What is file storage and synchronization? Distinguish between one way and two-way synchronization

File storage and synchronization are processes related to managing and maintaining files across multiple devices or locations to ensure data consistency and accessibility.

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Synchronization involves updating files on one device or location to match the changes made on another. There are two main types of synchronization: one-way and two-way synchronization.

1. One-Way Synchronization:

   – In one-way synchronization, changes are propagated from one source (e.g., a master device or central server) to one or more target devices or locations.

   – It ensures that the target devices or locations mirror the content of the source. Any changes made on the source are replicated to the target devices.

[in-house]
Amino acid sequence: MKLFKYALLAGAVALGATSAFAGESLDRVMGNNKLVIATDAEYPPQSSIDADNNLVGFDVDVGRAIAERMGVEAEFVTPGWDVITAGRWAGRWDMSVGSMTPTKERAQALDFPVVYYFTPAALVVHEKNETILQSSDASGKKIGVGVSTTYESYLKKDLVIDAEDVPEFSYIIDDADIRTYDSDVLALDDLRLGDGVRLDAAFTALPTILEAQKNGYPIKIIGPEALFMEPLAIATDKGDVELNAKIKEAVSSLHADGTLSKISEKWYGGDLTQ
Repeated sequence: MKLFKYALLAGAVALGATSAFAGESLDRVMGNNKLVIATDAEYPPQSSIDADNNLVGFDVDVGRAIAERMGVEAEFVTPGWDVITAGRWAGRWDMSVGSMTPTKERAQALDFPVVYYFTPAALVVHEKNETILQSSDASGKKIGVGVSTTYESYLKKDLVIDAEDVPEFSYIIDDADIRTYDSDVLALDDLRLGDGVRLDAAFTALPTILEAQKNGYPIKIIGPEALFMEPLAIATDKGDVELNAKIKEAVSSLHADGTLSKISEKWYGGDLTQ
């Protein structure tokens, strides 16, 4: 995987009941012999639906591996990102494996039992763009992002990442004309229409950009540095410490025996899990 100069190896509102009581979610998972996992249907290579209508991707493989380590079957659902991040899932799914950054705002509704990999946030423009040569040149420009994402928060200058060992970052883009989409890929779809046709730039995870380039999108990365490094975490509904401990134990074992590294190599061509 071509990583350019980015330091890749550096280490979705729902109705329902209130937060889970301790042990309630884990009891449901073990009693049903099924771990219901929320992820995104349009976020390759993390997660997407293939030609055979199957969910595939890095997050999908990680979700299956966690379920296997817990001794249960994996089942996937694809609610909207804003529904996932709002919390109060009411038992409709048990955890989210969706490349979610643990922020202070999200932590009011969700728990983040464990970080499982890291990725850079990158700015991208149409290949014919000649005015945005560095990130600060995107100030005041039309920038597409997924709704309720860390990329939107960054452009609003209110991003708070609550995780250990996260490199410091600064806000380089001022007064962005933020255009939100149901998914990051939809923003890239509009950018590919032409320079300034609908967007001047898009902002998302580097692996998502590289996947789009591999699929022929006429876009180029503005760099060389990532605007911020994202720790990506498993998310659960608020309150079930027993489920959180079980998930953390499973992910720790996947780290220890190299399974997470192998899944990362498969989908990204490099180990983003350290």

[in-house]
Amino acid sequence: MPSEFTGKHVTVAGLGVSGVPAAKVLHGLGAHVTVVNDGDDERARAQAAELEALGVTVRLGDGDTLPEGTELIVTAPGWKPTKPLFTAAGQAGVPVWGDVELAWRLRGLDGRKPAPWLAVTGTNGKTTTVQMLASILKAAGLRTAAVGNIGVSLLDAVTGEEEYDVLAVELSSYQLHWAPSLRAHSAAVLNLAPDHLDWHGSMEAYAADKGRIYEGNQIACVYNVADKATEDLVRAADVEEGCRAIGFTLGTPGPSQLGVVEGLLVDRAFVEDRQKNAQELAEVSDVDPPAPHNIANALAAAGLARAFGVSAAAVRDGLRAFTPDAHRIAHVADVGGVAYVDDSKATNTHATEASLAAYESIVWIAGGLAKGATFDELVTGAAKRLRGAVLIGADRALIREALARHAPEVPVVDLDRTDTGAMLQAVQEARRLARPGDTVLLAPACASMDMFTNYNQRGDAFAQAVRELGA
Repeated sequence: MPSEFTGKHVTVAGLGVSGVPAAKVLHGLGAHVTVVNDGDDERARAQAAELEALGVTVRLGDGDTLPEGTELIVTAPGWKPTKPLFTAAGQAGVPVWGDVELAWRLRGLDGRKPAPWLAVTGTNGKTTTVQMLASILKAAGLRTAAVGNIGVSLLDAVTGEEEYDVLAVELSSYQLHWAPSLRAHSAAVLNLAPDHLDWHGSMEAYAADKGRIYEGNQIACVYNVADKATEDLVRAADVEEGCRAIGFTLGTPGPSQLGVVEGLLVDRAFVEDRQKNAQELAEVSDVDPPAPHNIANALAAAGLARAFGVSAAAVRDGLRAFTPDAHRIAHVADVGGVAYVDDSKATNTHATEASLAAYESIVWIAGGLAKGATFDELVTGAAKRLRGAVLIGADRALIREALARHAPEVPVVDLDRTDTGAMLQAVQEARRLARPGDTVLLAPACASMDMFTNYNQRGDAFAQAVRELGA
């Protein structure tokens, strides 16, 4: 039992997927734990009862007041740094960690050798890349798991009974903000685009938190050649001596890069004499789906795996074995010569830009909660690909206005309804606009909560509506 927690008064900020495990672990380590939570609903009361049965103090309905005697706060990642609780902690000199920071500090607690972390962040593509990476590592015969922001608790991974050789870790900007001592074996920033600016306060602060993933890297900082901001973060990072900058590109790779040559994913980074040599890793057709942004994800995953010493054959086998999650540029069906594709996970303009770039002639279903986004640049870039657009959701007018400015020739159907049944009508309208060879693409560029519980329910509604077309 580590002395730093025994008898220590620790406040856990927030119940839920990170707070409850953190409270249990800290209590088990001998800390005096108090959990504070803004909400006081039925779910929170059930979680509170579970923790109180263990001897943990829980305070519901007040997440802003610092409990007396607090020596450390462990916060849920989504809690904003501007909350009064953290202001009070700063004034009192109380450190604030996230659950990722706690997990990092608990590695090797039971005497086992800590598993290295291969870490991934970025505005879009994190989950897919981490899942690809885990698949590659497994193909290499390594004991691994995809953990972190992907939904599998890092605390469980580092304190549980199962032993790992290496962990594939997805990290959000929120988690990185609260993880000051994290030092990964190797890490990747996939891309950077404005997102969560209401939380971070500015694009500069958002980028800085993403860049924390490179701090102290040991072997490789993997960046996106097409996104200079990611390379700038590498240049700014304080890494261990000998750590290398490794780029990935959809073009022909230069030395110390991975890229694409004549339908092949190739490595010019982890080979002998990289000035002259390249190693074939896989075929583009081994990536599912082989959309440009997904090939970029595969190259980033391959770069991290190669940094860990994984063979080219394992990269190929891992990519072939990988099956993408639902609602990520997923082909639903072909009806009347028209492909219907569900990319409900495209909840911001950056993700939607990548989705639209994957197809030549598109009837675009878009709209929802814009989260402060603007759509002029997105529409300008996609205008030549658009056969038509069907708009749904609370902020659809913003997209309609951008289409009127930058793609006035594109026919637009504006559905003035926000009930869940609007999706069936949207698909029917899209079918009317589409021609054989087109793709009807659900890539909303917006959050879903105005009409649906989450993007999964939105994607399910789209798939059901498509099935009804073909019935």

– This is often used in scenarios where one central repository contains the authoritative copy of the data, and other devices or locations are meant to have identical copies.

2. Two-Way Synchronization:

   – Two-way synchronization, also known as bidirectional synchronization, allows changes to flow in both directions between devices or locations.

   – It ensures that changes made on either the source or target are reflected on the other. If a file is modified on one device, the change is updated on the other device, and vice versa.

   – Two-way synchronization is useful in scenarios where multiple users or devices need to collaborate and update the same set of files, and changes should be harmonized across all locations.

In summary, file storage and synchronization involve managing files across multiple devices or locations, and the key distinction lies in how changes are handled. One-way synchronization pushes changes from a single source to one or more targets, while two-way synchronization allows changes to flow bidirectionally between devices or locations, ensuring that all copies are up to date.

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